Encourage each team member to keep in mind purpose when making choices. By having each person connect their everyday responsibility and role with the far-reaching purpose, individuals can create a larger context within which to make decisions. From the front lines to the back office, everyone should be able to tie their day-to-day to the bigger picture. 

3. Reinforce with great stories.

At weekly staff meetings have one team member share a story of something they or a colleague did that supported the team or organization’s purpose. Treat the brave soul who shared their story to a coffee. Those stories will resonate with your team more than any mission statement ever will.

How about you?

What is your purpose? How did you find it?

More insights on: Motivation

Ciana Wilson

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Ciana Wilson is a Public Content Analyst at Facebook, a skilled writer, and a linguist passionate about communication. You can find out more about her diverse interests on Linkedin.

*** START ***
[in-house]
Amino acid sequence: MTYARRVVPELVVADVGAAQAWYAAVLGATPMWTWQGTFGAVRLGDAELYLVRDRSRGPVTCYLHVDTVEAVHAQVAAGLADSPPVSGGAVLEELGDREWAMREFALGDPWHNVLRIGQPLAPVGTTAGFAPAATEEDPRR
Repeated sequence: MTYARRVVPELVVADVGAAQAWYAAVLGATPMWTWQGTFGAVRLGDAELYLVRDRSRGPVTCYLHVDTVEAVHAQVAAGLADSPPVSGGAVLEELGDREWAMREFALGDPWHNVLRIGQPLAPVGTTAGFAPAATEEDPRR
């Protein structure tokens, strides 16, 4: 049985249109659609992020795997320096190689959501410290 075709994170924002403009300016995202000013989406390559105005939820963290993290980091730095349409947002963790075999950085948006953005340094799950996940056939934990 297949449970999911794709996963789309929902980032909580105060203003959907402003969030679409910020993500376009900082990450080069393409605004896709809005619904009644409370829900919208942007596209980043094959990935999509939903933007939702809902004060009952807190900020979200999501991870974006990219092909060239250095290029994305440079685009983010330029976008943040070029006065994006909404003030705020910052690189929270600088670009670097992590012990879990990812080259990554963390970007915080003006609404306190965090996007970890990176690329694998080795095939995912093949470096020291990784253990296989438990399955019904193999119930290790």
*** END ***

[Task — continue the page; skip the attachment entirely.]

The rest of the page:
load comments (16)
  • Bob Marshall

    And there was I, hoping for a more humane take on the whole question of the obsessive pursuit of “productivity”. Sigh.

    FWIW We *have* cracked the code on getting and keeping employees motivated. See, for example, the #AntimatterPrinciple .

    BTW At what point in history (date) was the management style of the Pharaohs deemed unsustainable? And by whom? Seems like it’s still going strong in most organisations.

    – Bob

  • Sarah Peterson

    I love the premise, and the focus put back onto each employee understanding the purpose and the vision, and buying into it. I agree and believe that is the number one key. However, I don’t like the subtle twists at the beginning, about “no amount of 401K matching” being able to stack up to a passionate employee. That’s accurate and true if you’re the employee, but for a employer, it’s translating as a blank check to cash in and get around the fair compensation. Just take a look at recent news articles about the airline industry if you don’t believe me….